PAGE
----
A stunningly beautiful, eye-opening and deeply touching album.
If you’ve ever taken a walk alone through a city street—whether your own or a place new to you—this music will sound strangely familiar and comforting as though you were not by yourself, but joined by a friend, perhaps your bestie, your soulmate. Poems from a City are musings in sound and light, the corners of buildings that slowly reveal what’s hidden, the people we pass sometimes only catching their humanity in a quick glance before we look away and move on towards our destinations.
Norwegian harpist Uno Vesje has walked many a street, perhaps getting more a stare than a glance as he has wheeled his harp through Oslo and New York. An internal and contemplative mood wafts over us at the opening of his disc, perfectly capturing the solitude-amongst-many we feel in crowded, noisy places.
“Every track on the album is a World Premiere Recording,” Vesje proudly states. He uses the opening prelude to invite us to open ourselves to a kind of wonder of sound in this forward-moving and optimistic beginning. I see myself arriving in the new city and placing a potted flowering plant on the windowsill of my walk-up.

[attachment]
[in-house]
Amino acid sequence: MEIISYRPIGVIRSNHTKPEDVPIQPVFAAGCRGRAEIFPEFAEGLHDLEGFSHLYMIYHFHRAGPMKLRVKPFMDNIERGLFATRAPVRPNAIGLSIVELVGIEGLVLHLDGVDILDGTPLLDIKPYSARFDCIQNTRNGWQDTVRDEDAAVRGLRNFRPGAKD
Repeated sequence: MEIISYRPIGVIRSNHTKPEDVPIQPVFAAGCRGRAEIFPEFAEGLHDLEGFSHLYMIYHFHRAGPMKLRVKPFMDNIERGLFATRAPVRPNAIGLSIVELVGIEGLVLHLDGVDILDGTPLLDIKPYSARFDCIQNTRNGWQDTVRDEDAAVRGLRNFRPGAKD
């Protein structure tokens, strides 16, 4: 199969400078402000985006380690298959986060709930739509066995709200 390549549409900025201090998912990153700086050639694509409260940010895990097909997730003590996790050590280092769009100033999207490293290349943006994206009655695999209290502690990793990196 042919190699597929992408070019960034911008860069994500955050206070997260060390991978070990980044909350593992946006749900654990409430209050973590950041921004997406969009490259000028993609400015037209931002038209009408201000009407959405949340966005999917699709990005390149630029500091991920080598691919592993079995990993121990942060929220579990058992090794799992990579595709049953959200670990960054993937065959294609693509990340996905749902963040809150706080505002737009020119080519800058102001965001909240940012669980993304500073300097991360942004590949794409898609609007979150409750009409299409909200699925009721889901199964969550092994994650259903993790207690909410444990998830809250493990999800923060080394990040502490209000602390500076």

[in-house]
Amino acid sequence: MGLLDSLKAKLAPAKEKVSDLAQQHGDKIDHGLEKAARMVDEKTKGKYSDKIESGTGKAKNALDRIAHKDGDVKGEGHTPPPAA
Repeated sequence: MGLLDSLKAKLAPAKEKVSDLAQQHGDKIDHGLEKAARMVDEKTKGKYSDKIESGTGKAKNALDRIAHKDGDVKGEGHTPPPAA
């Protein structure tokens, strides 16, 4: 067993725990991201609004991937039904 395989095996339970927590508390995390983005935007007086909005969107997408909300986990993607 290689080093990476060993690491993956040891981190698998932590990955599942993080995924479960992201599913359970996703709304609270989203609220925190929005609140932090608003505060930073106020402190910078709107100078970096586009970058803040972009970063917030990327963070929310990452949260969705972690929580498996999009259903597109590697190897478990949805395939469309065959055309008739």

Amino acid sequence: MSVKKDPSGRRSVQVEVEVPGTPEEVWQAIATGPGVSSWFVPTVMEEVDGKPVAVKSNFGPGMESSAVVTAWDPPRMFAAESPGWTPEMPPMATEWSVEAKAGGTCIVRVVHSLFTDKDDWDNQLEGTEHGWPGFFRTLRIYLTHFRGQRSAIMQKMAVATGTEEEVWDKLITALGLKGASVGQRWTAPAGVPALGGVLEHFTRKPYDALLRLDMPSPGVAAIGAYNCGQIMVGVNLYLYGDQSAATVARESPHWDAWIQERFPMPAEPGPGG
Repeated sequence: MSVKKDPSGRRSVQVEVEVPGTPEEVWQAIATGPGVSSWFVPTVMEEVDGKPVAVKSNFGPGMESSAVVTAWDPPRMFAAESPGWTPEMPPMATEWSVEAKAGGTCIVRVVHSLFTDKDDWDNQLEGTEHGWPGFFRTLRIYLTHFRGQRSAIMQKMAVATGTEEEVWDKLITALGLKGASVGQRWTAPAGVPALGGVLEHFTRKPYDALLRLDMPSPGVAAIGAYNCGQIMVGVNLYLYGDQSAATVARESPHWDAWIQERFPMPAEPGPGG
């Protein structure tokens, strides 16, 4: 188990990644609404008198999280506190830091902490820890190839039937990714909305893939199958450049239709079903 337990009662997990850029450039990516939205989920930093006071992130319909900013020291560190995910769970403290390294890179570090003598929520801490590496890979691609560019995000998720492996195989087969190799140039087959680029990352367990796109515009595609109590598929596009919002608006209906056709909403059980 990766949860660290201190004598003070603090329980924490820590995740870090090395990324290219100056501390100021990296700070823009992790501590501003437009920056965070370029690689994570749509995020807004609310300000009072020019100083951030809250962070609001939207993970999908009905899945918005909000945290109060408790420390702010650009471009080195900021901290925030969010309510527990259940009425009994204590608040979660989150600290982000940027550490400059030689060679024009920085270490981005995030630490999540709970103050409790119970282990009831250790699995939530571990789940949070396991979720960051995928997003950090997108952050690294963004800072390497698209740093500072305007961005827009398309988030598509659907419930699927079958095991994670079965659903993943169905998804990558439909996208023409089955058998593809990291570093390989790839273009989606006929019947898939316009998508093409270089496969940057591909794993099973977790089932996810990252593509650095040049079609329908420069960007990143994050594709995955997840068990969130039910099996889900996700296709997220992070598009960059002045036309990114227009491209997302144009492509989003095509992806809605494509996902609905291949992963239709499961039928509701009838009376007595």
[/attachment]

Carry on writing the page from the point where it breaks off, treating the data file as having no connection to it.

The beat gets heavier and the mood as well, in “Footsteps in an Empty Room.” With a tango-tinged beat and drumbeat a la harpist, it feels as though this new arrival has needed to stay indoors from the rain and finds herself in some new environs. Live music where it was unexpected perhaps? Or was that just the radio?
“Next Stop” brings in all the chaos of the street. Things are on the move again until returning to a perch in “Window Dreamer,” a slow, touching adagio.
The title track is a suite of five movements, beginning with the city awakening. Introspective and moody, Uno lets the strings buzz and ring, creating a pleasing clash of timbres, almost like a drawn out raga. This leads to maybe the oddest track on the disc, “Please don’t…” It is, I would guess, what every harpist wants to do with their strings. The effects are stunning, the resolution is a breath of fresh air.
“The harp is the voice of an angel,” harpists likely have heard at least a few times a week. But imagine this heavenly sound juxtaposed with the helplessness and anger of heavily accented locals where every other word is of the four-letter variety. Is there beauty in the rhythm of this? Shockingly, yes.
A stunningly beautiful, eye-opening and deeply touching album. Life—in all its complexity, inscrutability, and inevitability—can somehow still hold us in its thrall when heard through the voice of Uno Vesje.